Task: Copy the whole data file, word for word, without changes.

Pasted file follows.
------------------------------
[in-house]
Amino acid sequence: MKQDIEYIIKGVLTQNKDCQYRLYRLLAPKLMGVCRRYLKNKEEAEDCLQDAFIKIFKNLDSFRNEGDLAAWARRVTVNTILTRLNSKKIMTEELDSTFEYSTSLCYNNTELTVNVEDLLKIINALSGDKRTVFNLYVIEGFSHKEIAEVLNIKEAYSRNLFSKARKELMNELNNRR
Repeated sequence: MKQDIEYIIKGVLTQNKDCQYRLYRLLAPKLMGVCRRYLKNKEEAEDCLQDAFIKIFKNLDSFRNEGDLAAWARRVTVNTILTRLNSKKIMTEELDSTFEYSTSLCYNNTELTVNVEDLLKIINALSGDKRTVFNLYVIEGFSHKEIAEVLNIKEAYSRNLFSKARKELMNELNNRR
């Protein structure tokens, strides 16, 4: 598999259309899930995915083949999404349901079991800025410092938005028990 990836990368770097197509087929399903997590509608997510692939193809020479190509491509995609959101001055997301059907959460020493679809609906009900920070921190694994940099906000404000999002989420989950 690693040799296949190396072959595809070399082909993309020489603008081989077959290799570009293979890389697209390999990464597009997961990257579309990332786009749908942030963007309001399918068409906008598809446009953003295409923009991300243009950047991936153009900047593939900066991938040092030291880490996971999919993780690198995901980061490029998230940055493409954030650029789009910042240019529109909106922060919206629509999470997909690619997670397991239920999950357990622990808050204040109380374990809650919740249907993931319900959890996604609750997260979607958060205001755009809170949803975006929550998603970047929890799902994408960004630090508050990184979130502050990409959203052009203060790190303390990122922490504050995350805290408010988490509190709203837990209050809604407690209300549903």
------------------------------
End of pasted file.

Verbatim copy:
[in-house]
Amino acid sequence: MKQDIEYIIKGVLTQNKDCQYRLYRLLAPKLMGVCRRYLKNKEEAEDCLQDAFIKIFKNLDSFRNEGDLAAWARRVTVNTILTRLNSKKIMTEELDSTFEYSTSLCYNNTELTVNVEDLLKIINALSGDKRTVFNLYVIEGFSHKEIAEVLNIKEAYSRNLFSKARKELMNELNNRR
Repeated sequence: MKQDIEYIIKGVLTQNKDCQYRLYRLLAPKLMGVCRRYLKNKEEAEDCLQDAFIKIFKNLDSFRNEGDLAAWARRVTVNTILTRLNSKKIMTEELDSTFEYSTSLCYNNTELTVNVEDLLKIINALSGDKRTVFNLYVIEGFSHKEIAEVLNIKEAYSRNLFSKARKELMNELNNRR
């Protein structure tokens, strides 16, 4: 598999259309899930995915083949999404349901079991800025410092938005028990 990836990368770097197509087929399903997590509608997510692939193809020479190509491509995609959101001055997301059907959460020493679809609906009900920070921190694994940099906000404000999002989420989950 690693040799296949190396072959595809070399082909993309020489603008081989077959290799570009293979890389697209390999990464597009997961990257579309990332786009749908942030963007309001399918068409906008598809446009953003295409923009991300243009950047991936153009900047593939900066991938040092030291880490996971999919993780690198995901980061490029998230940055493409954030650029789009910042240019529109909106922060919206629509999470997909690619997670397991239920999950357990622990808050204040109380374990809650919740249907993931319900959890996604609750997260979607958060205001755009809170949803975006929550998603970047929890799902994408960004630090508050990184979130502050990409959203052009203060790190303390990122922490504050995350805290408010988490509190709203837990209050809604407690209300549903």